I explored various parts of Buffalo from 8am to 4pm – now I’m exhausted, sun burnt, thirsty, and looking forward to my next adventure. Today’s adventure began at the New York Central Terminal on the south side of Buffalo in the Broadway-Fillmore neighborhood. The massive Art Deco structure was completed in the late 20s, just before the Great Depression, was used through the end of World War II, and declined after that into its current state of mostly abandoned, but partially restored (or at least enough to allow people to safely occupy the main vaulted terminal for special events). Due to security measures and a desire not to be arrested, I did not enter the main Station building or 17 story office tower that accompanies it, however; I was able to explore the former train platforms. That area was certainly dilapidated and becoming overgrown with vegetation (including a modest tree!). I also saw some wild life taking advantage of the ruins including a rabbit and a deer – it was almost surreal to see a deer standing on the platform among tall grass as if it was waiting for the train that was about to come by.
After leaving the train station, I decided to wander around the neighborhood which lives in the shadow of this brick behemoth. Broadway-Fillmore is a generally low income neighborhood with houses that aren’t well kept, at least half a dozen churches, garbage and broken glass littered around the streets, cracked and overgrown sidewalks, and empty lots that look like hay fields. The occasional business among houses suggested that the zoning was mostly mixed between residential and light commercial except for Broadway St, Sycamore St, and part of Fillmore St. This surprised me, and gave me hope for opportunity in this area which is otherwise cut of from the rest of Buffalo by the Kensington Expressway (33). Toward the end of my walk I was getting hot and tired, due to the lack of trees to shade the street and parks with benches to rest on, but stumbled across something fascinating – the Common Roots Urban Garden – a community effort to grow food in an empty lot on the corner of Peckham St and Coit St. I was amazed and happy to see a community putting their efforts toward food, the most fundamental human need (tied with water of course).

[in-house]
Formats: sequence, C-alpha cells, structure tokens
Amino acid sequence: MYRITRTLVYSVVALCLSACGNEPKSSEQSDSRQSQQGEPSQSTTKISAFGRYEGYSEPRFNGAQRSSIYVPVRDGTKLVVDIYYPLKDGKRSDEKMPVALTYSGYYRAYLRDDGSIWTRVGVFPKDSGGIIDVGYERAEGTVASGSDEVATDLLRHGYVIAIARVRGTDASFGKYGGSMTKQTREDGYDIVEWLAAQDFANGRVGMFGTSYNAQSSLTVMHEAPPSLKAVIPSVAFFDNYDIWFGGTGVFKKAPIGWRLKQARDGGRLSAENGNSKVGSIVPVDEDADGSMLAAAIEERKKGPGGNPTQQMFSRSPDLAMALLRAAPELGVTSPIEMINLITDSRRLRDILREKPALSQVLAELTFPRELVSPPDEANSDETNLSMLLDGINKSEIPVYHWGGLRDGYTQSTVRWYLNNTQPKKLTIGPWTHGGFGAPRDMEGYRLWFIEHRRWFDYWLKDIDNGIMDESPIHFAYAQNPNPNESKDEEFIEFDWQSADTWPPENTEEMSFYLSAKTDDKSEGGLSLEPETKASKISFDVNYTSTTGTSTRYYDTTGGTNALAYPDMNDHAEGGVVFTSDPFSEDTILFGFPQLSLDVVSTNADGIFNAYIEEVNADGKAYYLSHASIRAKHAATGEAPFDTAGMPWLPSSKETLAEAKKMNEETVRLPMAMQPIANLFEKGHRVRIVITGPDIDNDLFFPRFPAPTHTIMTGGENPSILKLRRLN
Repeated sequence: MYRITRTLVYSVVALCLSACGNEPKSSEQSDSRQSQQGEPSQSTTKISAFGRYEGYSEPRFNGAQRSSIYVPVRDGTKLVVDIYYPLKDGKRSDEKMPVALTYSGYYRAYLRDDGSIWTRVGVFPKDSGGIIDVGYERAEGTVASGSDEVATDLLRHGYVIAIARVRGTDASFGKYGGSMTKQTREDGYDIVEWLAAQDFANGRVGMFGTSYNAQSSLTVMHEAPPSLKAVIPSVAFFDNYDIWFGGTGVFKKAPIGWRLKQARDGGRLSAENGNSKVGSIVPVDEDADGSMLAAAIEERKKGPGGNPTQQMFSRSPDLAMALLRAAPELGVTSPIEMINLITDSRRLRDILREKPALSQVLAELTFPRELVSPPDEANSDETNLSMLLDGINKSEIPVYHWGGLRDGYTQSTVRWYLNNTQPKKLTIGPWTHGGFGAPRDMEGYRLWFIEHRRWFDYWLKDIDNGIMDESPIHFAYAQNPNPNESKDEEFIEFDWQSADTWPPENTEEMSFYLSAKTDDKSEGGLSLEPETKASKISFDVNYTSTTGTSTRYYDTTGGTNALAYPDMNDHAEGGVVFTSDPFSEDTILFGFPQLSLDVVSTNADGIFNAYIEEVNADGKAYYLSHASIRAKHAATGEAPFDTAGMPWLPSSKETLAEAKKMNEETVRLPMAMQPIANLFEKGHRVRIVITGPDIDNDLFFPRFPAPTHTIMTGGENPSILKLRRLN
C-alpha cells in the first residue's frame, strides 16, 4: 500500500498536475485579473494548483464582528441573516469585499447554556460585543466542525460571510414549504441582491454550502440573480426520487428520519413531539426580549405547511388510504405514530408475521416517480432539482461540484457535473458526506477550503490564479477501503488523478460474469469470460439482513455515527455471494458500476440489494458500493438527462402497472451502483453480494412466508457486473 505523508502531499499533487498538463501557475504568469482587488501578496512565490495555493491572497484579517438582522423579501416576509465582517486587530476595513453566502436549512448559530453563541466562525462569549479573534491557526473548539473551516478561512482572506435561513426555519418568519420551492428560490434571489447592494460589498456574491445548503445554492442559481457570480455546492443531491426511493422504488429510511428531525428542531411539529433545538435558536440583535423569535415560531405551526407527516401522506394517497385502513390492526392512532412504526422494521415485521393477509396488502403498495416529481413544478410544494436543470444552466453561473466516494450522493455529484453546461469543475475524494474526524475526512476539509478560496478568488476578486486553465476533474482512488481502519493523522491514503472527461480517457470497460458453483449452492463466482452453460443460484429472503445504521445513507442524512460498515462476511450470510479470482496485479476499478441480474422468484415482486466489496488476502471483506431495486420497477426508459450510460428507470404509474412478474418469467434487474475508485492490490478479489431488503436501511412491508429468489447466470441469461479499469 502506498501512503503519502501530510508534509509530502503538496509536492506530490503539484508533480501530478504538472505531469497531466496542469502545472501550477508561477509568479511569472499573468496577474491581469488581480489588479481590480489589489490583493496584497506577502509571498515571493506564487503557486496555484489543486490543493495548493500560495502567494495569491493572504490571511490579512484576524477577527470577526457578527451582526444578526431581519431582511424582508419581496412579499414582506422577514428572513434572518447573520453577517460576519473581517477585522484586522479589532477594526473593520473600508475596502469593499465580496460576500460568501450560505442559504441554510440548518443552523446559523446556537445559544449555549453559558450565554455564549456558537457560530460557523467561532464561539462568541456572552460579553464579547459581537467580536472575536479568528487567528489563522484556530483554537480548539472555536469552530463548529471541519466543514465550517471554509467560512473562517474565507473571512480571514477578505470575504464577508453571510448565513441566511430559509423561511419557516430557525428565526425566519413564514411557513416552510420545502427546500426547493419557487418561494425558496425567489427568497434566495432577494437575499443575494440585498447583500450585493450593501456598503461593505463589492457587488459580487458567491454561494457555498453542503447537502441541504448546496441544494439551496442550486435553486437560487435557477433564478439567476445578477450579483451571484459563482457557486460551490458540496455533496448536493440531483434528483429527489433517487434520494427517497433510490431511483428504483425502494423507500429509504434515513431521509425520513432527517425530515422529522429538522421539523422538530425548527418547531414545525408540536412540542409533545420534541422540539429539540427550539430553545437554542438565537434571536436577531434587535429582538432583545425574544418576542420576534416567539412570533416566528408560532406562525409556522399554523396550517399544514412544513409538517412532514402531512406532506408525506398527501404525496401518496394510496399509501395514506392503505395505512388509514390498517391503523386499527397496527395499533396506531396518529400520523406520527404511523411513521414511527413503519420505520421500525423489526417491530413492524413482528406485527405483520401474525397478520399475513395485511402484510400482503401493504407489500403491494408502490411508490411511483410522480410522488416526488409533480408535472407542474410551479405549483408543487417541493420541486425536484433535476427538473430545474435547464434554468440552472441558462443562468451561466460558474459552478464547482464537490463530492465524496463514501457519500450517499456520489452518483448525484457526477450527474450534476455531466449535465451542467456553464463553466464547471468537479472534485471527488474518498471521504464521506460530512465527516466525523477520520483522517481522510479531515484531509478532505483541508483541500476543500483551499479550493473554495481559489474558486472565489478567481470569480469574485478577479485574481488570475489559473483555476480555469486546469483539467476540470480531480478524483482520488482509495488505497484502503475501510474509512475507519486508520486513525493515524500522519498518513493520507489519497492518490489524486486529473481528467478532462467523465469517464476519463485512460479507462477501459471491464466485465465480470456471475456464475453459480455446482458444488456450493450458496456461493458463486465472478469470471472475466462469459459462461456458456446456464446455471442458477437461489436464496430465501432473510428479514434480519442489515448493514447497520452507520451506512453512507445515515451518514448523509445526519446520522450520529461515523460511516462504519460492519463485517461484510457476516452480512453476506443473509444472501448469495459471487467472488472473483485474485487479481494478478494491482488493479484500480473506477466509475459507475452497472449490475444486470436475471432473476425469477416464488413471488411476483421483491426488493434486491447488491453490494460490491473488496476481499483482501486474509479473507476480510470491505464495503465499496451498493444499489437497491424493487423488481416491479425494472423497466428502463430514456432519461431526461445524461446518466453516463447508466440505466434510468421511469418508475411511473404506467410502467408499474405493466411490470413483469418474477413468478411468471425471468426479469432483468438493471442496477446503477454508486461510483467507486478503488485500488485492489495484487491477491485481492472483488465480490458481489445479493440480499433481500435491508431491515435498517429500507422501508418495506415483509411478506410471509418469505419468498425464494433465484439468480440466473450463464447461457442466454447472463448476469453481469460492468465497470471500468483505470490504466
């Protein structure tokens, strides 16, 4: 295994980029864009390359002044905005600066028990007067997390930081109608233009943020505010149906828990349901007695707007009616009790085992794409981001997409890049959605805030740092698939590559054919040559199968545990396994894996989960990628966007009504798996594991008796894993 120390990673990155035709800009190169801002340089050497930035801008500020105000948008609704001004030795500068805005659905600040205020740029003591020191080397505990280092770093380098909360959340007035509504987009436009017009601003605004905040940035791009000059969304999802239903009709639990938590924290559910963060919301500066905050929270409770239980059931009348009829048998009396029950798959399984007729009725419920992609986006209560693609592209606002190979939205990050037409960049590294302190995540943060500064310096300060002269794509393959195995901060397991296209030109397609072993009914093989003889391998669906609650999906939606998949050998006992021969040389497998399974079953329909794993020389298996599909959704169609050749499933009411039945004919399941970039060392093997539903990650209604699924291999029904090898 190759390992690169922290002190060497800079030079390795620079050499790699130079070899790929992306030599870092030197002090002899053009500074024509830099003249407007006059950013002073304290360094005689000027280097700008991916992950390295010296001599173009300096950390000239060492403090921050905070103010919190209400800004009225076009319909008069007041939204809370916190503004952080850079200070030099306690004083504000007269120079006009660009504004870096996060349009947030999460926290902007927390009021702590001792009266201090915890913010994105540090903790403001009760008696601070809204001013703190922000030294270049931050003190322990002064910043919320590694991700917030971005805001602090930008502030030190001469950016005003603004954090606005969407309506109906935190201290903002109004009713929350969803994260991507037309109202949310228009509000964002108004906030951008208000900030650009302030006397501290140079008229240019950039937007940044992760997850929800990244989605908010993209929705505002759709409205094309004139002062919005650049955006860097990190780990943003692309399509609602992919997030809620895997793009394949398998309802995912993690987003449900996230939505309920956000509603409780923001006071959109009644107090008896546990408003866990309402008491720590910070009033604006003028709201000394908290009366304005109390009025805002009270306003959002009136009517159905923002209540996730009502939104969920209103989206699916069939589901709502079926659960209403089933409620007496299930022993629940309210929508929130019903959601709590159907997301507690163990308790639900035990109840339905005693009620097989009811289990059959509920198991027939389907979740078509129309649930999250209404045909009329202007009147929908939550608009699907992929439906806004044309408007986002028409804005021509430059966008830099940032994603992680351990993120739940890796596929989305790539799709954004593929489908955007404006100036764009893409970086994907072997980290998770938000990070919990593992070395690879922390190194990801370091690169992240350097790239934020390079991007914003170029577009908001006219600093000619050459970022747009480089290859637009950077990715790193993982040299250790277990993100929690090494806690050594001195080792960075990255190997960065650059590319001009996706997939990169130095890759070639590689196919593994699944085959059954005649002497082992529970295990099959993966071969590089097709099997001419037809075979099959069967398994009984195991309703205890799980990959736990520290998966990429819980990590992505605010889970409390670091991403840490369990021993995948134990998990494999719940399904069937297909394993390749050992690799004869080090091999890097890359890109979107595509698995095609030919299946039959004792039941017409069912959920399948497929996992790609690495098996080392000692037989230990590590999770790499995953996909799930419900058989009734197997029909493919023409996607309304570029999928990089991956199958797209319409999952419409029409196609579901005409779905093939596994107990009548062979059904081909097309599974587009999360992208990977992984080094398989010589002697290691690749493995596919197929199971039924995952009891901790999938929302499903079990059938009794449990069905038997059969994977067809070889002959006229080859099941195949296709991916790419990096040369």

I was ready to be done yet (and could see/feel the sun burn coming on apparently), so my next stops were Red Jacket Park and Mutual Riverfront Park, both on the Buffalo river near “Silo City” – buffalos collection of Grain elevators and silos. I saw plenty of people kayaking in an environment that must be like no other in the world; where else can you paddle with 80 foot walls of concrete cylinders rising up out of the water next to you? Awesome.
Just when I was planning to go home, I made an unexpected delay on the 290 when I missed my exit and just kept driving to see where I ended up. The answer is Tonawanda. As soon as I saw the canal, I immediately found a parking space, grabbed the nearest bench in the shade and watched boats go by for probably 20 minutes when I decided it was time for ice cream. Google maps told me that “Canalside Creamery” was only a 10 minute away, so I went for it, but disappointed when I couldn’t find it. If you’ve ever walked on Webster St in Tonawanda and North Tonawanda, you know it’s that big, so I thought I was just blind, but sure enough, a pet grooming and care store replaced the ice cream. Feeling a little defeated, but still determined to get ice cream, I walked to the “Flavor Factory” and finally got my two scoops of strawberry in a waffle cone which I enjoyed in the shade of a pavilion as I watched people in boats cruise by and pedestrians walk along the water – it was just a perfect summer day activity, so why is there only only one place to get ice cream in town? (If you’re reading this, have a substantial sum of money laying around, and know a contractor that get work done quickly, open an ice cream stand along the canal in Tonawanda!)
Today was a lot of fun, but it made me think that I wished I had a partner/companion to things like this with. Not to mention that Kelly and Dad weren’t happy that I was exploring an abandoned building alone – I had all the safety precautions: boots, pants, long sleeves, gloves, a flashlight and safety glasses in my backpack – they should just be happy I remembered to text Kelly where I was in case something bad happened. To be honest, I was a little sketched out a couple times and really wish I had someone with me who could have told me, “That the crack in the concrete staircase is way too big” before I got halfway up and realized it was a bad idea (then safely made it back to the ground), or could have speculated what the series of candles going up another staircase were for, or who could have kept an eye out for other people, or who could simply have shared the joy of exploration with me.